D'Aurelle meanwhile had resolutely maintained his policy of inaction, confirmed in that course by the miserable and ill-equipped condition of the troops that came from the east and the west to double the numbers of the relatively well-disciplined army of Coulmiers. In the grand duke's move to the west, d'Aurelle saw only a trap to lure him into the plains and to offer him up as a victim to the approaching II. Army, the force of which he at first greatly exaggerated. All this time Gambetta and de Freycinet were receiving messages from Paris that spoke of desperate sorties being planned, and assigned December 15th as the last day of resistance. On the 19th of November de Freycinet wrote to d'Aurelle urging him to form a plan of active operations without delay, and even suggesting one (which was, in fact, vicious), but in reply the general merely promised to study the civilian's scheme. A severe letter from Gambetta, which followed this, had no better effect. D'Aurelle had, in fact, become a pessimist, and the Delegation, instead of removing him, merely suggested fresh plans.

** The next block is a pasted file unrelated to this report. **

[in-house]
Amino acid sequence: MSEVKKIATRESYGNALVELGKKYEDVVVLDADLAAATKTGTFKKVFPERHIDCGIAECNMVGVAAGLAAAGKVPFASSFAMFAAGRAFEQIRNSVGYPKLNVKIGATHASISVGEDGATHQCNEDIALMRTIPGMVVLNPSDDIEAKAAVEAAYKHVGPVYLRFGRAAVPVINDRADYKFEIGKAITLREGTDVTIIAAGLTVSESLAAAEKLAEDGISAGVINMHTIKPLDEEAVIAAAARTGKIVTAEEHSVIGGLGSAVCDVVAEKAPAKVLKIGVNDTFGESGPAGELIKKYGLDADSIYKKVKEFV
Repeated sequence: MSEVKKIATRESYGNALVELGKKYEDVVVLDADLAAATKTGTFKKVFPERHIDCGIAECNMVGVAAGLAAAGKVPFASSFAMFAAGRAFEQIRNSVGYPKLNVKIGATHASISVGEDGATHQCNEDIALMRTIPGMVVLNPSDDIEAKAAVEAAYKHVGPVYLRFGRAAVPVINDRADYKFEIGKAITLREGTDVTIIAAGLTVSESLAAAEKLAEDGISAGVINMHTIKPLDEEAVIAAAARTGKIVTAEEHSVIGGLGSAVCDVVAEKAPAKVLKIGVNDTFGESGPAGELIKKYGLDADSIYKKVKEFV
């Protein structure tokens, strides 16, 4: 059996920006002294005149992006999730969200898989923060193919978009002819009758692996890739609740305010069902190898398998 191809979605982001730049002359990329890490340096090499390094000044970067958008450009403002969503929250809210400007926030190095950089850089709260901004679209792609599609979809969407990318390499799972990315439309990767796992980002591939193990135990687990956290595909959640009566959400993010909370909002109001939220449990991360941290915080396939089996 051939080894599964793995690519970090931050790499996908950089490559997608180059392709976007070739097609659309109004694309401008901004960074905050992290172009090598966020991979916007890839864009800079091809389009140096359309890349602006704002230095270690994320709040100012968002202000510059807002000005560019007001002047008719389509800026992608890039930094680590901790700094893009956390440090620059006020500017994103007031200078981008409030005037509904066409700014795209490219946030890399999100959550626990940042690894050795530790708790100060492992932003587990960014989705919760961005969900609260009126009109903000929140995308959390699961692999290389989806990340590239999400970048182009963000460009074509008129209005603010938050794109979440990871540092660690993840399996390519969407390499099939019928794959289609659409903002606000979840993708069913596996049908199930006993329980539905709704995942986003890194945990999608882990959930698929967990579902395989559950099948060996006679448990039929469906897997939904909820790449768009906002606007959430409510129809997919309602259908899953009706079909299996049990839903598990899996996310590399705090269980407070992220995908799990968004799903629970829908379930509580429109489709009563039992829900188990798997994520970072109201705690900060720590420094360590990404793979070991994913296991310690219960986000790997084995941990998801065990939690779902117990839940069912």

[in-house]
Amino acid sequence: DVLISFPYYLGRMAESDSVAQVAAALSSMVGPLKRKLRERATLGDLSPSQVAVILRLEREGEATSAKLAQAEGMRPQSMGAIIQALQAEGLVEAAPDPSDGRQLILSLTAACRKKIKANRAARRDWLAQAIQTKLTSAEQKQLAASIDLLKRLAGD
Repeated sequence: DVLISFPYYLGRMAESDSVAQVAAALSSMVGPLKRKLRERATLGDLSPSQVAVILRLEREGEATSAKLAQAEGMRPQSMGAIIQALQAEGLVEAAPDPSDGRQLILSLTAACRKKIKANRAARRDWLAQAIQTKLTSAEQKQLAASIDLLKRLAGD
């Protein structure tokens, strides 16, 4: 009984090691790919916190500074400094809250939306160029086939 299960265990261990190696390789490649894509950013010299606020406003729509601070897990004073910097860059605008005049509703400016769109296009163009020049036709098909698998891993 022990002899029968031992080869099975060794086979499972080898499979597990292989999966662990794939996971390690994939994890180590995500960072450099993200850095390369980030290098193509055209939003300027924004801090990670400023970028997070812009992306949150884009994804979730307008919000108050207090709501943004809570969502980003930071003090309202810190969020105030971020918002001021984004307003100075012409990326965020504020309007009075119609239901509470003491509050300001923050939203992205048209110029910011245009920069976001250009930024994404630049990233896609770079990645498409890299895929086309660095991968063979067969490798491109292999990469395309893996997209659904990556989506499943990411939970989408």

On the 24th, however, the French at last took the offensive, in the direction of Fontainebleau Forest, to co-operate with the great sortie from Paris which was now definitely arranged. But owing to d'Aurelle's objections, the first orders were modified so far that on attaining the points ordered, Chilleurs (15th corps) Boiscommun-Bellegarde (20th), the troops were to await the order to advance. Shortly afterwards the 18th corps from Gien was ordered to advance on the line Montargis-Ladon. The rest of d'Aurelle's huge army was scarcely affected by these movements. Meanwhile Prince Frederick Charles, to clear up the situation, had pushed out strong reconnaissances of all arms from the front of the II. Army, and these naturally developed strong forces of the defenders. The advanced troops of the X. corps had severe engagements with fractions of the 10th corps at Ladon and Maizieres, and those of the III. corps were sharply repulsed at Neuville and drew the fire of several battalions and batteries at Artenay. The French offensive slowly developed on the 25th and 26th, for the Germans were not ready to advance, and in addition greatly puzzled. The erratic movements of the grand duke towards Le Mans before he was recalled to the Loire had seriously disquieted both the Delegation and d'Aurelle, and the 17th corps, under a young and energetic leader, de Sonis, was moved restlessly hither and thither in the country south and west of Chateaudun. A fight at Brou (10 m. W. of Bonneval) provoked the grand duke into another false move. This time the Detachment, then near Droue (12 m. W. of Chateaudun) and Authon (22 m. W. of Bonneval), swung round north-east in defiance of the order to go to Beaugency, and had to be brought back by the drastic method of placing it under the orders of Prince Frederick Charles. General von Stosch of the headquarters staff was at the same time sent to act as Moltke's representative with the duke's headquarters, and Lieut.-Colonel von Waldersee to Prince Frederick Charles's to report thence direct to '.the king, who was dissatisfied with the diluted information with which the various staff offices furnished him. Still, the upshot was that Prince Frederick Charles was entrusted with affairs on the Loire, and all superior control was voluntarily surrendered. The prince had very clear ideas, at the outset, of the task before him. If the French advanced towards Fontainebleau or elsewhere, he expected to be able to repeat Napoleon's strategy of 1814, fighting Frederick containing actions with the IX. and X. corps and deliver ing blow after blow at different points on d'Aurelle's line Gl'arles of march with the III. If the French, as seemed more ne likely, stood fast, he thought his task more formidable, com and therefore, abandoning the idea of a strategic envelopment, he ordered the Detachment inwards with the intention of directly attacking the Orleans position from the north-west.